How Many Solar Panels Your Small Cabin Needs ?

Hooking up solar panels for an off grid small cabin in the woods is similar to a house in the city as far as the concept goes.

In this guide we explain how many solar panels your cabin needs based off a practical, cost effective and logical approach.

In this example, we are only covering the usage of a small cabin for short term stay (Not a luxury log cabin with everything in it like a house in the city)

Find Out How Much Power Your Cabin Realistically Consume?

Calculating the small cabin energy needs can be tricky when you’re trying to set up an off-grid energy supply because it’s not being used all the time based on your particular life style.

The easiest way is to add up all of the average usage of the electric devices and appliances in your cabin.  Appliances labels or the owner’s manual will give you all the data.

The size of the cabin doesn’t really matter as much as the total kW it consumes.

Reminder: kWh (Kilowatt hour) is the rate at which electrical power is consumed. KW (Kilo-watts) is the total electricity consumed

How To Calculate How Many Solar Panels Needed?

To calculate how many solar panel you need simply do the following:

# of panels needed Total power consumption (kW) / Panel wattage per panel

Now we just need to add up all the wattage from each applicance and plug them into the equations.

Gather The Numbers From All Electrical Power Source

For this example, we assume the wood cabin is used for the most common electrical appliances without using other power sources:

  • TV
  • Microwave
  • Lights
  • Fridge

Use these equations

Calculate Power:

  • Power (watts) = Current (amps) x Voltage (volts)

Calculate Amperage:

  • Current (amps) = Power (watts) / Voltage (volts)

Example 1: 2-Day Stay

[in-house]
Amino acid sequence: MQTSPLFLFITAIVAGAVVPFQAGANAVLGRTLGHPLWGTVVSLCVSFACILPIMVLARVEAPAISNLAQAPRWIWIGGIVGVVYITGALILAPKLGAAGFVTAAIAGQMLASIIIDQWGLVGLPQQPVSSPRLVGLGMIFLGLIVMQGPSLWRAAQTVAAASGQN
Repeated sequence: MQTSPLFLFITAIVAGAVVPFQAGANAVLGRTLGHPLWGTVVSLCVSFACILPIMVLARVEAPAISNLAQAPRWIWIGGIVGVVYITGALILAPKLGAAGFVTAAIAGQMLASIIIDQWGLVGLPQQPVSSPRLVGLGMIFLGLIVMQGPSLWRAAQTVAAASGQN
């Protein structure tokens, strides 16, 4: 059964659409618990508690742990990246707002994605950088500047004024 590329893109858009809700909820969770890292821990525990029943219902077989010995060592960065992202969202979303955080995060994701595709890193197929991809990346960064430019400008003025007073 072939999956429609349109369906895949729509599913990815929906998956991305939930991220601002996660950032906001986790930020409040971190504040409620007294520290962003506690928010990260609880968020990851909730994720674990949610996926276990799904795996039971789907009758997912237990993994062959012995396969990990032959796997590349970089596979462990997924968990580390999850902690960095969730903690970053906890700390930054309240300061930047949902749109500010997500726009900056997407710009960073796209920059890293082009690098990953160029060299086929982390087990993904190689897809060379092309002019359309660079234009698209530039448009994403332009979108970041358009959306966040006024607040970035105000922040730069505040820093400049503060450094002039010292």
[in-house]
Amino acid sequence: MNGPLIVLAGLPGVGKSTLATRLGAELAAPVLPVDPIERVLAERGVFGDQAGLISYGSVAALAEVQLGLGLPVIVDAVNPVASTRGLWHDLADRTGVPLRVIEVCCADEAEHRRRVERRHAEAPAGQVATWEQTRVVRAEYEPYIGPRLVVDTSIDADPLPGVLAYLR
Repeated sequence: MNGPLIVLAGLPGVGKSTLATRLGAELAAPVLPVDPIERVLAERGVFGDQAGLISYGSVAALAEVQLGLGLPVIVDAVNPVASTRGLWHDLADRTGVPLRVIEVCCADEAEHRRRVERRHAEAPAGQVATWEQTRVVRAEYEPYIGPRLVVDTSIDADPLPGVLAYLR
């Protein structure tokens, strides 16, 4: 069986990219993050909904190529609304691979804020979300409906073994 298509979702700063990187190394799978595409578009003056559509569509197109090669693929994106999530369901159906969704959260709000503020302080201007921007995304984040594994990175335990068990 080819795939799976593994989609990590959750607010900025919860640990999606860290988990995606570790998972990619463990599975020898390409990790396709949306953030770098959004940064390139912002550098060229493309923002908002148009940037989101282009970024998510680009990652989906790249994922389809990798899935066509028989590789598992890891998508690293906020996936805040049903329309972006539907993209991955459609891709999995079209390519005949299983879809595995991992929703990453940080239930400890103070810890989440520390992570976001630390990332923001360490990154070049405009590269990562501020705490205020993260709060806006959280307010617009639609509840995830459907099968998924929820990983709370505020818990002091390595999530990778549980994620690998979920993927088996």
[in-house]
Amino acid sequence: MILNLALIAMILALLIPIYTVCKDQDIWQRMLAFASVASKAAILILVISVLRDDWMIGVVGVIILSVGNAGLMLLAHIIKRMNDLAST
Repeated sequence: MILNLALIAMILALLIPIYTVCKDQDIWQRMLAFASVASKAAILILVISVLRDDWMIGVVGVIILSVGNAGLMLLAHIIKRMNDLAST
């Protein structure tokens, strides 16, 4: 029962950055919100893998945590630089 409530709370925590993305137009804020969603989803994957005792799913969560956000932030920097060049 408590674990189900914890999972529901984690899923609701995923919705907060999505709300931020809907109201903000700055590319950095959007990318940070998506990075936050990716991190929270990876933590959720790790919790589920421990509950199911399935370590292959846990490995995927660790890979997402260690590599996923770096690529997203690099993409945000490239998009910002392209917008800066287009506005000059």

small cabin vacation

Let’s assume a 2 day stay in the cabinon your private land. Also assume 6 peak sun hours/ day

TV – 12V DC appliance (250 W) stays on 2 days straight (Most people typical leave their TVs on for background noise)

0.25 kW X 48 hrs = 12 kWh

Microwave – 12V DC appliance (500 W) usage 30 mins a day max

0.5 kW X (0.5 X 2) = 0.5 kWh

40 W Light bulbs X 2 – Powered on for at least 30 hours straight

0.08 kW X 30 = 2.4 kWh

Small mini fridge (300 kWh / per year, about 35 W ) on for 48 hours until you depart

0.035 kW X 48 = 1.68 kWh

Total Estimated Usage (For 2 days): 16.58 kWh

12 kWh + 0.5 kWh + 2.4 kWh + 1.68 kWh ~ (16.58 kWh for just 2 days, about 8.3 kWh per day)

Taking daily 6 hours peak sun light into account: 16.58 kWh / 12 hrs = 1.38 kW (1380 W)

Since real world isn’t perfect, so we will compensate roughly 20% more.

0.2 X 1380 W + 1380 W = 1656 W

diy solar panel project

Solar panel needed :

For a 100 W solar panel = 1656 W / 100 W = 16 panels (Not realistic for a small cabin)

100 W solar panel can run a lot of things, you can read the list here, but it’s not smart to install 16 panels while you can do it much smarter with a panel that can support more wattage to reduce the number of panels required.

For a 300 W solar panel = 1656 W / 300 W = 5.5 panels, we make it 6 panels (Much more realistic)

For a 500 W solar panel = 1656 W / 500 W = 3.3 panels, let’s make it 4 panels (Much easier for setting up instead of installing 16 panels just for a small panel)

Please browse more solar panel here, and as well as other core components here.

Example 2: 7-Day Stay

Assuming we keep everything the same for a 7 day stay, which is about 8.3 kWh per day

Total Estimated Usage (For 7 days): 8.3 kWh X 7 days = 58.1 kWh (58100 W)

Taking daily 6 hours peak sun light into account: 58.1 kWh / 42 hrs = 1.38 kW (1380 W)

Since real world isn’t perfect, so we will compensate roughly 20% more.

0.2 X 1380 W + 1380 W = 1656 W

Based on the calculation, regardless how many days a person has planned on staying in the cabin doesn’t significantly change the math behind how many solar panels they need. It’s about how much power it’s consuming.

Alternative Energy Power

best solar generator

Also check out portable power battery station or solar generators so you can just plug in all the applicances without having to install solar panels in remote locations.

Ying Xu

Graduated from the University of Kansas with an Aerospace Engineering degree & served 4 years as an US Air Force officer. Experienced with basic survival skills, weapon system security,  technical disaster recovery, and system troubleshooting

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